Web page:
Study Explores Relationship Between Vaccine Reactogenicity and Immunogenicity


A study presented at The Annual Conference on Vaccinology Research (ACVR) offers insights into the efficacy of seasonal influenza vaccines.

Medical worker prepareing influenza vaccine for vaccination

Medical worker preparing influenza vaccine for vaccination.

Image credit: Unsplash

The study assesses how reactogenicity of the inactivated influenza vaccine (IIV) correlates with its immunogenicity. Healthy adults experiencing higher reactogenicity from the IIV would develop higher antibody titers compared to those reporting lower reactogenicity.

Primary Outcome: Participants with higher reactogenicity exhibited significantly higher estimated log-transformed hemagglutination inhibition (HAI) titers, indicating a robust immune response.

Secondary Outcome: There was a notable increase in HAI titer fold change between day 0 and day 28 among participants with higher reactogenicity, suggesting a more pronounced antibody response.

“These findings underscore the importance of considering reactogenicity as a potential indicator of vaccine efficacy,” according to the investigators. “Understanding how individuals respond to vaccines can inform personalized vaccination strategies and ultimately enhance public health efforts against influenza.”

A secondary analysis of the TIV-MNP 2015 trial, involved a randomized phase 1 clinical trial comparing the immunogenicity and reactogenicity of a trivalent IIV administered either via microneedle patch (MNP) or intramuscularly (IM) using a hypodermic needle.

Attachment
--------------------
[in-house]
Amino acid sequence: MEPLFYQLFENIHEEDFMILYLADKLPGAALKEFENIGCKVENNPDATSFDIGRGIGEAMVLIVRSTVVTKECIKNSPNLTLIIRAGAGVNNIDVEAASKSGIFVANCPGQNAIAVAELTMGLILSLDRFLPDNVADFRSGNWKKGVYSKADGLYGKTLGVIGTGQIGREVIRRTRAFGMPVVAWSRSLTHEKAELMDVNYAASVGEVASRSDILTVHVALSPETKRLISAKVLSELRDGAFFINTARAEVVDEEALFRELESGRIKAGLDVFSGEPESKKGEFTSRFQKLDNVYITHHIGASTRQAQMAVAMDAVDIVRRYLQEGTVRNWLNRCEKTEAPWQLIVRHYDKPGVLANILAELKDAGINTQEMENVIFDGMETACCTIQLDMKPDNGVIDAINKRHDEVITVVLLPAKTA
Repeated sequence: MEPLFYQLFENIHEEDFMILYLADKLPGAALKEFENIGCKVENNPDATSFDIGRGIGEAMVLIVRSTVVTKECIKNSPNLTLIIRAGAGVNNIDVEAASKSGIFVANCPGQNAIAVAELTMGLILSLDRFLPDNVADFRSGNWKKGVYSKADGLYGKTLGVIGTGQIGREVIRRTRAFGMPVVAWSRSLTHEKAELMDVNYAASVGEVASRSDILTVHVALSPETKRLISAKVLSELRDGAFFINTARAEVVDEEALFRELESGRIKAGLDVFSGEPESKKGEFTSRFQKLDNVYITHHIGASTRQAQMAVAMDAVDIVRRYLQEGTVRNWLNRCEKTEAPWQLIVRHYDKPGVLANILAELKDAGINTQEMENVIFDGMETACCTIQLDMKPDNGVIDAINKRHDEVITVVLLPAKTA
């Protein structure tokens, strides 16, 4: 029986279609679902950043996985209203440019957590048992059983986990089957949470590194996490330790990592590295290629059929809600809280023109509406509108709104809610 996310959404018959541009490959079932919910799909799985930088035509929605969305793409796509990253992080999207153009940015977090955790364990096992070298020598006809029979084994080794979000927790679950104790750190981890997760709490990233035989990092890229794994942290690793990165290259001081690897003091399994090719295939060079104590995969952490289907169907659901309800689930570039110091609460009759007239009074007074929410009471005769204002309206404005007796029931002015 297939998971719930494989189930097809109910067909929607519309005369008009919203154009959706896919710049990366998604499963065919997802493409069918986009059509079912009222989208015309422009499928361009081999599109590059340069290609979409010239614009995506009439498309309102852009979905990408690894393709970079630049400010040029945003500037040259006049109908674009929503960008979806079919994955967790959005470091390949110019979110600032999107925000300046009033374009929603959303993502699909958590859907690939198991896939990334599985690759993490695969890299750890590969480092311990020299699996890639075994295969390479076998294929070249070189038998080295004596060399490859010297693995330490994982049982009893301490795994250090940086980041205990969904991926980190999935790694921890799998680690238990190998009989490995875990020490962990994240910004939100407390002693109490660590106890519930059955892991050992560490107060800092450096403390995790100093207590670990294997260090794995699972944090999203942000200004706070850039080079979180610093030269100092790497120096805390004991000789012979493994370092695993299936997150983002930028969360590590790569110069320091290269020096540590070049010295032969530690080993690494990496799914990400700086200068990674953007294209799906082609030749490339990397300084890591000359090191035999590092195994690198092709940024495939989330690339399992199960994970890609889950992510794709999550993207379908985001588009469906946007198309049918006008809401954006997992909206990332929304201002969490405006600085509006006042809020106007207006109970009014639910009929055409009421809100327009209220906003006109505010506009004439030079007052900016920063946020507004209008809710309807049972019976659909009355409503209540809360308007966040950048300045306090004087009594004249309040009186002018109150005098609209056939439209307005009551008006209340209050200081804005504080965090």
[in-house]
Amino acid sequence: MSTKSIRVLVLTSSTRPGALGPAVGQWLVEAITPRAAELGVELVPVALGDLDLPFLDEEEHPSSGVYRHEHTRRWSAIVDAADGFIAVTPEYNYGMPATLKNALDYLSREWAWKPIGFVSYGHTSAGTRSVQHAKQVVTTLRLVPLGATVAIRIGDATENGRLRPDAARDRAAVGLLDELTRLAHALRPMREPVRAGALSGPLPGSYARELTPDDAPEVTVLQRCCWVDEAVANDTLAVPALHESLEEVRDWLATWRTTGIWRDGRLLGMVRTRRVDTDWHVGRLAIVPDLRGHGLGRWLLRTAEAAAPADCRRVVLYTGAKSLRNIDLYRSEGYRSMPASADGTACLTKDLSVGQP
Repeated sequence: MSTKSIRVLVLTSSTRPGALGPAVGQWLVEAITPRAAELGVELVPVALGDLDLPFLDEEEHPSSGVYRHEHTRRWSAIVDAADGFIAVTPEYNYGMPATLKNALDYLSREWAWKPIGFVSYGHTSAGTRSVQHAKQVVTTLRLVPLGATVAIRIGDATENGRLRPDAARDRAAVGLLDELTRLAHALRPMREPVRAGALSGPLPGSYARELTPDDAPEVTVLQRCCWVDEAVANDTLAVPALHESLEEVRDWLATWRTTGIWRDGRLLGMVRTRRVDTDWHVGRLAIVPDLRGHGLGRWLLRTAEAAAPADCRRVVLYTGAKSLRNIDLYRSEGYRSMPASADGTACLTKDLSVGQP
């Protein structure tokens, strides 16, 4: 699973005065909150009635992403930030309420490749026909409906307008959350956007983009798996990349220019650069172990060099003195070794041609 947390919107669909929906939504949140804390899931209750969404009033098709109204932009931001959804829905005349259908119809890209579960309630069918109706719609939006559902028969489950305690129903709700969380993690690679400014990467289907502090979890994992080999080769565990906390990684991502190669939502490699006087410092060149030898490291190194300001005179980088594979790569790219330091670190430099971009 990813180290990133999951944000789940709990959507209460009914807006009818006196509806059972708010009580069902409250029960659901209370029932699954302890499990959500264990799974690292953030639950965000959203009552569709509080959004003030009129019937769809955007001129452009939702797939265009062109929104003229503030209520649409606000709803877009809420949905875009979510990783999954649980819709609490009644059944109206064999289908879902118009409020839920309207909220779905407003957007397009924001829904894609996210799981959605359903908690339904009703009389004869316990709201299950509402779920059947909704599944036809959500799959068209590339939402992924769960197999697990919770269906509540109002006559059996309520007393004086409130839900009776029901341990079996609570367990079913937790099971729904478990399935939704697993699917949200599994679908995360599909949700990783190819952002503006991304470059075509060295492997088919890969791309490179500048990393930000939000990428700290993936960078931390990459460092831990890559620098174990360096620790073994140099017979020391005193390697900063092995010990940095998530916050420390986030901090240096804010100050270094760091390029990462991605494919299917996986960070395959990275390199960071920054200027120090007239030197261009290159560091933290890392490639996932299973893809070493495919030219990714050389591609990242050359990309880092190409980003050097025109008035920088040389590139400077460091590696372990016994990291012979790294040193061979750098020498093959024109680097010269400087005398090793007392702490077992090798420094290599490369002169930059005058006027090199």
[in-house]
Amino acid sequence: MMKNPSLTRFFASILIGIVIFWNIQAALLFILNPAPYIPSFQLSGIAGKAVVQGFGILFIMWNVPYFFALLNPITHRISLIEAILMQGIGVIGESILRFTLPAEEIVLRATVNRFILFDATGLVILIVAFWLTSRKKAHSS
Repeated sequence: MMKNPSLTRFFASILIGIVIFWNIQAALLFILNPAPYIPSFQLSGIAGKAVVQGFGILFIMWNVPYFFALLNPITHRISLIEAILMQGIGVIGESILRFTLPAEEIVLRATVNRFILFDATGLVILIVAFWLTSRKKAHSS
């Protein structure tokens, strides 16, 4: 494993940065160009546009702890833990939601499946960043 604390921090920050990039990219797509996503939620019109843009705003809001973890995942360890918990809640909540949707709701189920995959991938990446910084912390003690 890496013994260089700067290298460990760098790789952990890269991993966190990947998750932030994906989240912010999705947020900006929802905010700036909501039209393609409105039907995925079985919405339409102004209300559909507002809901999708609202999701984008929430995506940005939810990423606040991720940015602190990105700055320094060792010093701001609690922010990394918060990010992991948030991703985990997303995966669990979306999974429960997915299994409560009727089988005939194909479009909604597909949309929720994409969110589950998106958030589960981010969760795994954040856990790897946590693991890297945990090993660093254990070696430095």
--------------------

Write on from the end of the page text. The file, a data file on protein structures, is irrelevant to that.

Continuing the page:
Participants were monitored for solicited adverse events for eight days post-intervention, while HAI antibody titers were measured on days 0, 28, and 180.

Statistical analysis revealed that reactogenicity was inversely related to baseline H3N2 humoral immunity, particularly in the intramuscular administration group. However, individuals experiencing higher reactogenicity demonstrated a greater relative antibody response, although the absolute response magnitude remained comparable.

The study, which accounted for various confounding variables such as age, sex, BMI, race, ethnicity, and prior IIV history, provides crucial insights into optimizing vaccine delivery strategies and understanding individual immune responses. These research efforts contribute significantly to our understanding of vaccine efficacy and pave the way for more targeted vaccination approaches for individual needs

Gromer DJ, Plikaytis B, McCullough, et. al. The Relationship between the Immunogenicity and Reactogenicity of a Seasonal Influenza Vaccine Delivered by Microneedle Patch or Hypodermic Needle. Poster Abstract #12 presented at NFID 2024 Annual Conference on Vaccine Research. May 8-10. Online.
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